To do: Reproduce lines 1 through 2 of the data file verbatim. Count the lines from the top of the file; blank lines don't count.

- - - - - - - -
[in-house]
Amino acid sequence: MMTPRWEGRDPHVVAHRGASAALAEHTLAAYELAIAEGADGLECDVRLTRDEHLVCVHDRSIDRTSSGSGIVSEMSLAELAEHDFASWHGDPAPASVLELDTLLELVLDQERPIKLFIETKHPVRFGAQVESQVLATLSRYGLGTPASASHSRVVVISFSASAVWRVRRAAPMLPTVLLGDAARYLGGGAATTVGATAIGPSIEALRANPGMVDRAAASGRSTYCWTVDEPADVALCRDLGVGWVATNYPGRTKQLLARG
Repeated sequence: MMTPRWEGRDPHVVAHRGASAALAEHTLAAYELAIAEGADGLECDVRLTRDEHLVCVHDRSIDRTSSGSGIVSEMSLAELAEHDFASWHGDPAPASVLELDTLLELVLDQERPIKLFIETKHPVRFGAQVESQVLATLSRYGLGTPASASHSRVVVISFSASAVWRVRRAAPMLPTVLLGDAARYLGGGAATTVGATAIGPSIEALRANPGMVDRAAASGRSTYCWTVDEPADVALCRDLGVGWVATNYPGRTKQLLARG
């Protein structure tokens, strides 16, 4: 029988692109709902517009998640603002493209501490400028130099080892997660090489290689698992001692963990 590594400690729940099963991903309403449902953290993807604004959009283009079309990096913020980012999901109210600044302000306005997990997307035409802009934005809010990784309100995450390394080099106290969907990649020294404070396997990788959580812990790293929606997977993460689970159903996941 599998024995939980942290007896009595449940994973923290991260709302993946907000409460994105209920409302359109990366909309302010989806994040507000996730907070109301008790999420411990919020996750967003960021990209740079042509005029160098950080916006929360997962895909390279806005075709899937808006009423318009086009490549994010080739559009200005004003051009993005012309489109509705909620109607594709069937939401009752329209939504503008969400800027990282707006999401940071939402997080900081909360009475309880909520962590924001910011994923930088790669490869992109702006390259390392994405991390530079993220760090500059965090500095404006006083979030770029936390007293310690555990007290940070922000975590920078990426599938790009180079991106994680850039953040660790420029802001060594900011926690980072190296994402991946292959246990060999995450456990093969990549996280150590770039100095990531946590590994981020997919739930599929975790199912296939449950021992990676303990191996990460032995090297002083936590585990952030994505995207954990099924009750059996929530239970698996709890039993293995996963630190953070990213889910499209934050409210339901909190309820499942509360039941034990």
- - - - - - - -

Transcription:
[in-house]
Amino acid sequence: MMTPRWEGRDPHVVAHRGASAALAEHTLAAYELAIAEGADGLECDVRLTRDEHLVCVHDRSIDRTSSGSGIVSEMSLAELAEHDFASWHGDPAPASVLELDTLLELVLDQERPIKLFIETKHPVRFGAQVESQVLATLSRYGLGTPASASHSRVVVISFSASAVWRVRRAAPMLPTVLLGDAARYLGGGAATTVGATAIGPSIEALRANPGMVDRAAASGRSTYCWTVDEPADVALCRDLGVGWVATNYPGRTKQLLARG